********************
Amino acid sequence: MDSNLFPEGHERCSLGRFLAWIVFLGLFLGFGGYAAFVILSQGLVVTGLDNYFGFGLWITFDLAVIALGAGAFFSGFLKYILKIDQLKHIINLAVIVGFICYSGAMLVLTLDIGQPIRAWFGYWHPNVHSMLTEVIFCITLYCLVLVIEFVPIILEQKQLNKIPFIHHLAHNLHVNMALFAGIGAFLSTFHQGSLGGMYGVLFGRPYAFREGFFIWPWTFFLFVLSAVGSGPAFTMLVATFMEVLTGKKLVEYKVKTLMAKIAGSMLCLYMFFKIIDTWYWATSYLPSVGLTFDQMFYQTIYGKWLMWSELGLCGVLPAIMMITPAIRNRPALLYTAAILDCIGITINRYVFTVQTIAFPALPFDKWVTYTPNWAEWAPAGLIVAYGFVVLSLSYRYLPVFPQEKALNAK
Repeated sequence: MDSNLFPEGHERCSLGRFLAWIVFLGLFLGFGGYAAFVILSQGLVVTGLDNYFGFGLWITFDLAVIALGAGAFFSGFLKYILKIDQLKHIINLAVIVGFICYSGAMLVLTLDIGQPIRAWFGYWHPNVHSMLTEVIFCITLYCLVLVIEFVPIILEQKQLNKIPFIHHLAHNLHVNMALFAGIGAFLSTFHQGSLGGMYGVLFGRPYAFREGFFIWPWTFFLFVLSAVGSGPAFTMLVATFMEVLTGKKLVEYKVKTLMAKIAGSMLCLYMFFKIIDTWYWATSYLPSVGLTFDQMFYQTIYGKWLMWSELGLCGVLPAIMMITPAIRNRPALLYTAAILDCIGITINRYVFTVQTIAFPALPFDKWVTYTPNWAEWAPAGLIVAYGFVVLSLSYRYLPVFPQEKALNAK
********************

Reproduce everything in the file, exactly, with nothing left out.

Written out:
Amino acid sequence: MDSNLFPEGHERCSLGRFLAWIVFLGLFLGFGGYAAFVILSQGLVVTGLDNYFGFGLWITFDLAVIALGAGAFFSGFLKYILKIDQLKHIINLAVIVGFICYSGAMLVLTLDIGQPIRAWFGYWHPNVHSMLTEVIFCITLYCLVLVIEFVPIILEQKQLNKIPFIHHLAHNLHVNMALFAGIGAFLSTFHQGSLGGMYGVLFGRPYAFREGFFIWPWTFFLFVLSAVGSGPAFTMLVATFMEVLTGKKLVEYKVKTLMAKIAGSMLCLYMFFKIIDTWYWATSYLPSVGLTFDQMFYQTIYGKWLMWSELGLCGVLPAIMMITPAIRNRPALLYTAAILDCIGITINRYVFTVQTIAFPALPFDKWVTYTPNWAEWAPAGLIVAYGFVVLSLSYRYLPVFPQEKALNAK
Repeated sequence: MDSNLFPEGHERCSLGRFLAWIVFLGLFLGFGGYAAFVILSQGLVVTGLDNYFGFGLWITFDLAVIALGAGAFFSGFLKYILKIDQLKHIINLAVIVGFICYSGAMLVLTLDIGQPIRAWFGYWHPNVHSMLTEVIFCITLYCLVLVIEFVPIILEQKQLNKIPFIHHLAHNLHVNMALFAGIGAFLSTFHQGSLGGMYGVLFGRPYAFREGFFIWPWTFFLFVLSAVGSGPAFTMLVATFMEVLTGKKLVEYKVKTLMAKIAGSMLCLYMFFKIIDTWYWATSYLPSVGLTFDQMFYQTIYGKWLMWSELGLCGVLPAIMMITPAIRNRPALLYTAAILDCIGITINRYVFTVQTIAFPALPFDKWVTYTPNWAEWAPAGLIVAYGFVVLSLSYRYLPVFPQEKALNAK